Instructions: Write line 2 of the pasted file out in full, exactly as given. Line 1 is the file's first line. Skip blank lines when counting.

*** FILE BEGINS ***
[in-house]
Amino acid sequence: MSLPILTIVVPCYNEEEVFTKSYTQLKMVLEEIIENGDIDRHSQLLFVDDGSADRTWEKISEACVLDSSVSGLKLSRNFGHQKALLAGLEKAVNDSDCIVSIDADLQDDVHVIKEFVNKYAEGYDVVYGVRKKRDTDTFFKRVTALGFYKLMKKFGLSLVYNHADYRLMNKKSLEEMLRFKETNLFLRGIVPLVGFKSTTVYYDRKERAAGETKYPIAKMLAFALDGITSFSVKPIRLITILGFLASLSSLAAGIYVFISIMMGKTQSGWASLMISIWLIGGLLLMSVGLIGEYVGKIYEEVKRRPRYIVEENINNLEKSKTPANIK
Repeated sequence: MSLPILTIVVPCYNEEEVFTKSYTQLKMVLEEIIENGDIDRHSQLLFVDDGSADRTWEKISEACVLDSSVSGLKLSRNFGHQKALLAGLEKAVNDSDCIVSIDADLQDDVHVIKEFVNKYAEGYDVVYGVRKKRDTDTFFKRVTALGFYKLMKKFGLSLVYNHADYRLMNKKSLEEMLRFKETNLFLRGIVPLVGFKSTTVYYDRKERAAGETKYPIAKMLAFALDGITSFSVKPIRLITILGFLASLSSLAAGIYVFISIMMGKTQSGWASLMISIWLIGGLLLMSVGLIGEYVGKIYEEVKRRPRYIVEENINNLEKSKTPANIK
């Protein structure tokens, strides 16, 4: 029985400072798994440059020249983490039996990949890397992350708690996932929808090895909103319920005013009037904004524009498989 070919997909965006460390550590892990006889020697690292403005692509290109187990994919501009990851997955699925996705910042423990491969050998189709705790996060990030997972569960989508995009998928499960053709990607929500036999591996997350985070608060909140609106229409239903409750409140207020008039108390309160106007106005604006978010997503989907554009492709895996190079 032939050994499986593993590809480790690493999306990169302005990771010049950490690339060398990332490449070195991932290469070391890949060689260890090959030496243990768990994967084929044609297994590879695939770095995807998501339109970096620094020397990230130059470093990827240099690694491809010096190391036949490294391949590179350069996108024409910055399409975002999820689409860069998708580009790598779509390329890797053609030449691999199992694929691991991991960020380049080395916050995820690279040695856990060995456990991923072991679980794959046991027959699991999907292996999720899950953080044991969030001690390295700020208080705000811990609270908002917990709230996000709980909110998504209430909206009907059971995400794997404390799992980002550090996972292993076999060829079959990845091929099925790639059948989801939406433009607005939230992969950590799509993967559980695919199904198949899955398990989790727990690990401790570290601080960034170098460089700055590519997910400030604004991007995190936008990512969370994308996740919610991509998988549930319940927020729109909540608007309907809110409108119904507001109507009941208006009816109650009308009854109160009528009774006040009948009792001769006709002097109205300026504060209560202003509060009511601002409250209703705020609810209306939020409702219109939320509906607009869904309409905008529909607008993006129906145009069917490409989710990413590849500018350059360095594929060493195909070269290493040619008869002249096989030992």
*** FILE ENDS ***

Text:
Amino acid sequence: MSLPILTIVVPCYNEEEVFTKSYTQLKMVLEEIIENGDIDRHSQLLFVDDGSADRTWEKISEACVLDSSVSGLKLSRNFGHQKALLAGLEKAVNDSDCIVSIDADLQDDVHVIKEFVNKYAEGYDVVYGVRKKRDTDTFFKRVTALGFYKLMKKFGLSLVYNHADYRLMNKKSLEEMLRFKETNLFLRGIVPLVGFKSTTVYYDRKERAAGETKYPIAKMLAFALDGITSFSVKPIRLITILGFLASLSSLAAGIYVFISIMMGKTQSGWASLMISIWLIGGLLLMSVGLIGEYVGKIYEEVKRRPRYIVEENINNLEKSKTPANIK